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Senate Office Building, Washington, D. C.: I urge that you vote against current public housing legislation and vote for xpanding section 221 to include minorities and other low-income families on ontrolled programed basis. Also vote for lower downpayments of 95 percent n first $10,000 and for elimination of proposed Presidential credit control. These matters urgently need your attention for the benefit of the people of the tate of Washington.

VINCENT BUCK, Western Builders Co.

STATEMENT OF THE BUFFALO CHAMBER OF COMMERCE The Buffalo Chamber of Commerce favors the proposed Housing Act of 1954 S. 2938, H. R. 7839). It believes that the proposed act is well adapted to provide stimulus to home uilding through the discretionary relaxation of credit terms as relating to iaranteed mortgages on real estate. It also belieres the proposed aet provides a needed revision of the housing laws at should improve housing conditions in the Nation. The provisions of the proposed act relating to slum clearance and urban delopment are commendable for their enlistment of affirmative local action as a ndition of Federal aid, and for their objective of preventing deterioration. The design of the proposed act to encourage the shift of housing responsibility om the Federal Government to private industry is commendable. Similarly, e proposed reorganization of the Federal National Mortgage Association, with e gradual transfer of its ownership from the Federal Government to private inds is desirable. The Buffalo Chamber of Commerce favors the permissive equalization of ortgage terms as between new and existing housing, as leading to a more healthy al-estate market. This would make existing housing available to larger oups and tend to stabilize the market for such housing Authorization to opt interest rates to current conditions is also favored as a means of insuring e free flow of mortgage money. The chamber believes that under existing laws, new construction has too often en chạnneled into the smaller type of home, as a result of credit terms rather in need. The proposed raising of the maximum insurable amount, the reduc} of the minimum ratio of loan to value on moderate mortgages, as well as the tension of time for payment, should help to improve the quality of home build; and raise the living standards of the country.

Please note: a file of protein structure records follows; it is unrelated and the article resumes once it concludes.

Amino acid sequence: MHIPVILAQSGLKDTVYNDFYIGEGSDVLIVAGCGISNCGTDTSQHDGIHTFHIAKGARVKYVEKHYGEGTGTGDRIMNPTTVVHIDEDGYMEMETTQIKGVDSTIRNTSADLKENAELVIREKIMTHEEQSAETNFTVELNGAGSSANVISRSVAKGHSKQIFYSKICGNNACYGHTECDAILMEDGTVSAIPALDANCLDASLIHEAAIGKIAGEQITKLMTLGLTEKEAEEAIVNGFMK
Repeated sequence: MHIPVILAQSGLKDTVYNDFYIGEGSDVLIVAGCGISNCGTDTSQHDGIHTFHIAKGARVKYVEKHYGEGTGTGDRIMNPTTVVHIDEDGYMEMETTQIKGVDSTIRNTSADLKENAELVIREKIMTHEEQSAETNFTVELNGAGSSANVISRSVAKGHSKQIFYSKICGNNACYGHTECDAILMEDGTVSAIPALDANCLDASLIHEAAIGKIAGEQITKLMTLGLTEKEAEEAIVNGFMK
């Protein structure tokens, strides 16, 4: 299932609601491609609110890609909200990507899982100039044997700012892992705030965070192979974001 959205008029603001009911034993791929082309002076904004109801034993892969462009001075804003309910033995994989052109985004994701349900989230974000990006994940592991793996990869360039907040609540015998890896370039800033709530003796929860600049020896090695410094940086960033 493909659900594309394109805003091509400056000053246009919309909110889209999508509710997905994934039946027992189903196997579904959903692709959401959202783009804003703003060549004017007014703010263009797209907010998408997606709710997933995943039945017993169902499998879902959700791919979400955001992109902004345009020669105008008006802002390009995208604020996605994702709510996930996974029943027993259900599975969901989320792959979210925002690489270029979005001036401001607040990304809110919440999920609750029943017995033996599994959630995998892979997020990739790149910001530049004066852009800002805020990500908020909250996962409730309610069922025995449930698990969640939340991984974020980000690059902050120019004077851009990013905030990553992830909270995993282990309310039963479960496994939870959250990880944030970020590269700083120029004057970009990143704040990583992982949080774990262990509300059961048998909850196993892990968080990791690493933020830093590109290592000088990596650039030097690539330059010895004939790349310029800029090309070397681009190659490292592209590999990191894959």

Los ANGELES, Calif., April 2, 1954. nator HOMER E. CAPEHART,

Senate Office Building, Washington, D. C. DEAR SENATOR CAPEIIART: I believe, as you do, in improving all housing in erica, and particularly housing for the low-income families. f'wenty-five percent of the privately owned rentals, according to United States nsus figures, now rent for less than public housing rentals. Our first coneration, therefore, must be to concentrate on the improvement of this large ment of our housing supply, which is the best answer for housing the lowome families ; namely, those who pay less than public housing rent. The millions of dollars spent and committed in public housing subsidies only ve to absorb the customary excesses of Government-owned operations, plus lucing the rent levels approximately $10 per month less than the national dian of $47.18. These subsidies will be paid primarily by our children and indchildren over a period of 40 years. The current generation, of course, ofits from the tax-exempt public housing bond. These are the facts but, I am *e, not the objective. Sincerely yours,

Fritz B. BURNS.


San Francisco 4, January 11, 1954. Hon. HOMER E. CAPEHART,

United States Senate, Washington, D. C. Dear Sir: We earnestly submit for your consideration the following statement prepared by our commission on lending practices and approved by the executive council on December 11, 1953.

The commission on lending practices of the California Bankers Association, in its meeting of October 12, 1953, discussed at length the serious problems affecting mortgage tinancing today. The commission feels that California is unusually concerned in this problem due to the great increase in population it has exper enced, and because approximately 15 percent of all FHA and GI loans bave been made in this State. After careful deliberation, the commission went on record supporting the recommendations of the committee on real-estate mortgages of the ABA savings and mortgage division which were later approved by the exautive council of the American Bankers Association. These recommendations are briefly summarized as follows:

1. FHA should be restored to a completely independent status as soon as possible and be governed by a policymaking board, the majority of whose members should be drawn from the ranks outside the Federal Government. The members of this board who are chosen from Government shall be officials of its monetary and tiscal departments and agencies.

2. The rate of interest on veterans' loans should be flexible, subject only to the laws of supply and demand.